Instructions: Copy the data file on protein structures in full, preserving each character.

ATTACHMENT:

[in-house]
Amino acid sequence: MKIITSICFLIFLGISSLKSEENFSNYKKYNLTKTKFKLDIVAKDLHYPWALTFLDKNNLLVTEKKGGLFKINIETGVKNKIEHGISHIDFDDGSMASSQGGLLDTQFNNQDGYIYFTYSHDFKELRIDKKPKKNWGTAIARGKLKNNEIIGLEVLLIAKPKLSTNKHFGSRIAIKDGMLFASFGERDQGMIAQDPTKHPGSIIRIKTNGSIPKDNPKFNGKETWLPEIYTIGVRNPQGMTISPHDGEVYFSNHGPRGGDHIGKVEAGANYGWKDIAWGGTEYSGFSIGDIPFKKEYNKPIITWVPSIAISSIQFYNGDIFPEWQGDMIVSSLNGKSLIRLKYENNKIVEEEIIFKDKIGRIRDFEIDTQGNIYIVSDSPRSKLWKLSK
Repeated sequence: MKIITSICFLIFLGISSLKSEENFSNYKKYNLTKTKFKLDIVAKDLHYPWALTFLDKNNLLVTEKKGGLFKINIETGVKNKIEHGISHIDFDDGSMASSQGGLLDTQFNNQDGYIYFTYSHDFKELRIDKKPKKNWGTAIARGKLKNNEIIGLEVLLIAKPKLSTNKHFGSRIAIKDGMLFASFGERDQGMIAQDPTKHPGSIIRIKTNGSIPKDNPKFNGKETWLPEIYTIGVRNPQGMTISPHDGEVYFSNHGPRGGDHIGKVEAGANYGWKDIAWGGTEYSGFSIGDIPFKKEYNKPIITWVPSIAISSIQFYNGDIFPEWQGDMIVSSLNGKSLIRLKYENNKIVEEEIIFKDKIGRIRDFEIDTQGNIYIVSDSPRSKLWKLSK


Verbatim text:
[in-house]
Amino acid sequence: MKIITSICFLIFLGISSLKSEENFSNYKKYNLTKTKFKLDIVAKDLHYPWALTFLDKNNLLVTEKKGGLFKINIETGVKNKIEHGISHIDFDDGSMASSQGGLLDTQFNNQDGYIYFTYSHDFKELRIDKKPKKNWGTAIARGKLKNNEIIGLEVLLIAKPKLSTNKHFGSRIAIKDGMLFASFGERDQGMIAQDPTKHPGSIIRIKTNGSIPKDNPKFNGKETWLPEIYTIGVRNPQGMTISPHDGEVYFSNHGPRGGDHIGKVEAGANYGWKDIAWGGTEYSGFSIGDIPFKKEYNKPIITWVPSIAISSIQFYNGDIFPEWQGDMIVSSLNGKSLIRLKYENNKIVEEEIIFKDKIGRIRDFEIDTQGNIYIVSDSPRSKLWKLSK
Repeated sequence: MKIITSICFLIFLGISSLKSEENFSNYKKYNLTKTKFKLDIVAKDLHYPWALTFLDKNNLLVTEKKGGLFKINIETGVKNKIEHGISHIDFDDGSMASSQGGLLDTQFNNQDGYIYFTYSHDFKELRIDKKPKKNWGTAIARGKLKNNEIIGLEVLLIAKPKLSTNKHFGSRIAIKDGMLFASFGERDQGMIAQDPTKHPGSIIRIKTNGSIPKDNPKFNGKETWLPEIYTIGVRNPQGMTISPHDGEVYFSNHGPRGGDHIGKVEAGANYGWKDIAWGGTEYSGFSIGDIPFKKEYNKPIITWVPSIAISSIQFYNGDIFPEWQGDMIVSSLNGKSLIRLKYENNKIVEEEIIFKDKIGRIRDFEIDTQGNIYIVSDSPRSKLWKLSK